It is then with great disappointment that I watched Council vote down the proposed project and request for $10M investment by the city, despite the $66M being paid by Fanshawe to make this happen. I was especially surprised that one of the reasons cited by Joe Swan was concern about preserving the heritage of the building – why have advisory committees if their recommendations are ignored? Did he think LACH didn’t dig deep enough, or did he simply not read the report? Fanshawe’s pitch made it very clear that they would be undertaking hassle and expense to not just preserve but to restore the historic Dundas Street facade.

A lot of the issue has been chalked up to an election year – voters are scrutinizing how councillors spend their tax dollars, and with a city that elected Joe “0%” Fontana four years ago, many candidates are probably concerned with being perceived as big spenders. In particular, with Ward 3 Councillor Swan taking a run at the big seat, he is trying to channel a similar “friend of the taxpayer” persona.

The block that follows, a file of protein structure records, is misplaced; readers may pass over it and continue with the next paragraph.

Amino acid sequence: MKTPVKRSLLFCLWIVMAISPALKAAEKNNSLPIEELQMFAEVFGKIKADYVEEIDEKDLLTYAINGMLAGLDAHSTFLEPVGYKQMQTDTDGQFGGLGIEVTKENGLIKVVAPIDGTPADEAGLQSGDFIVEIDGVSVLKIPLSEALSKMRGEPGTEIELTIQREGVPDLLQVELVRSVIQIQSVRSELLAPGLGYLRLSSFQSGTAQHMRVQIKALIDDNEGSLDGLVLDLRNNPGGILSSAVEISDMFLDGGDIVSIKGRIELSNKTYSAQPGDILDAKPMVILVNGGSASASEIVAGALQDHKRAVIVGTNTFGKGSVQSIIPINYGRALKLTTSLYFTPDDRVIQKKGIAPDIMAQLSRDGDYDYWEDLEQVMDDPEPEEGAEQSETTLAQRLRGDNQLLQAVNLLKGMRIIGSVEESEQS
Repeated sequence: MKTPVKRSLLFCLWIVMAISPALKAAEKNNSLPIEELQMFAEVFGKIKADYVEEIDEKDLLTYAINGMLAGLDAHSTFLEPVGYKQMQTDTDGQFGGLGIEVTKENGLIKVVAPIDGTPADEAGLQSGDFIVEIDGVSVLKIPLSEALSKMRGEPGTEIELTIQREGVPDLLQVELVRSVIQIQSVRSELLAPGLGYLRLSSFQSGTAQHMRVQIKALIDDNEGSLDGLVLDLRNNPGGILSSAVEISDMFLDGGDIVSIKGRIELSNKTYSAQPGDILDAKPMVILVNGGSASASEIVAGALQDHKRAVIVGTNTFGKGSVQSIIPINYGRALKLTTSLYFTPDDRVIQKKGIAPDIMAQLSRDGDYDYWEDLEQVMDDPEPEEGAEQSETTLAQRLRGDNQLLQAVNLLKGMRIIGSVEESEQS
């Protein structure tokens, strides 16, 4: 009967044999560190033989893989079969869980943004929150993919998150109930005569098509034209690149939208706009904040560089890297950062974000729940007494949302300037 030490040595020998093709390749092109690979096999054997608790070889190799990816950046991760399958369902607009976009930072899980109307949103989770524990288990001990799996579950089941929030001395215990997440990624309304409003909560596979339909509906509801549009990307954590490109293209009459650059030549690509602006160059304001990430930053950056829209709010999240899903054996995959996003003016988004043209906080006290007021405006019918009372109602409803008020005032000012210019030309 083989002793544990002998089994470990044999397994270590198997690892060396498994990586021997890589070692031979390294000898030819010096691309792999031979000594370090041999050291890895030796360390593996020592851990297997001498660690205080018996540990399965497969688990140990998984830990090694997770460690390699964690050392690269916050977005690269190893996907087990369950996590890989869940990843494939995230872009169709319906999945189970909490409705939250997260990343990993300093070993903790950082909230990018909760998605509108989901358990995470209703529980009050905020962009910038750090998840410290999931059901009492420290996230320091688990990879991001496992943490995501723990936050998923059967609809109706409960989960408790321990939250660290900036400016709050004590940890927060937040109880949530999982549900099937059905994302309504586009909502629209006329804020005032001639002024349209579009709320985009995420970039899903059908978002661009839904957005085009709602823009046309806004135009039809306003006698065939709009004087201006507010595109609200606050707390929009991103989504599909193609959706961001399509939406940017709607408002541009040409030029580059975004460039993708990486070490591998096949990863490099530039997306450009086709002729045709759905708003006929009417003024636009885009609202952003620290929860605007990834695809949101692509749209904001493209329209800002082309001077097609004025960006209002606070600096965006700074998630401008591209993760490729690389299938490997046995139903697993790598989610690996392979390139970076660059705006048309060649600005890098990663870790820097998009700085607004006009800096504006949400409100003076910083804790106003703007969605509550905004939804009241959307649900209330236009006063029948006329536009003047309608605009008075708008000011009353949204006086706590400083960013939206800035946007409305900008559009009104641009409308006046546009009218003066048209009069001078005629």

However, this is foolhardy on two fronts.

First, this makes it seem that the money would have to be levied through higher taxes, when there is already money set aside for exactly this kind of project. The city has funds for investment and the economic prosperity of the city – surely investing in one of city’s largest institutions to purchase and reinvest in one of the historic downtown buildings is exactly the purpose of those funds? The only other project on the horizon that could be a contender is the hotly debated Performing Arts Centre, and there are assurances that should such a project go forward, there are ample funds for both projects.

Second, Swan of all councillors should be supporting this project, with the main Fanshawe College campus in his ward. Beyond the massive investment in the downtown core, it gives Fanshawe much-needing breathing room as their attendance continues to climb as they expand their course offerings, and they stretch the limits of the main property. Already they have expanded to a massive new building at Oxford & Third as well as the first phase of downtown development, across from the now-empty Kingsmills building. Investing in Fanshawe brings more students to the city and higher demand for jobs including faculty, and gives Fanshawe space to bring 1,600 new students to Swan’s ward. This is exactly the kind of innovative and progressive vision we need for our city, the kind of vision Swan is evidently lacking.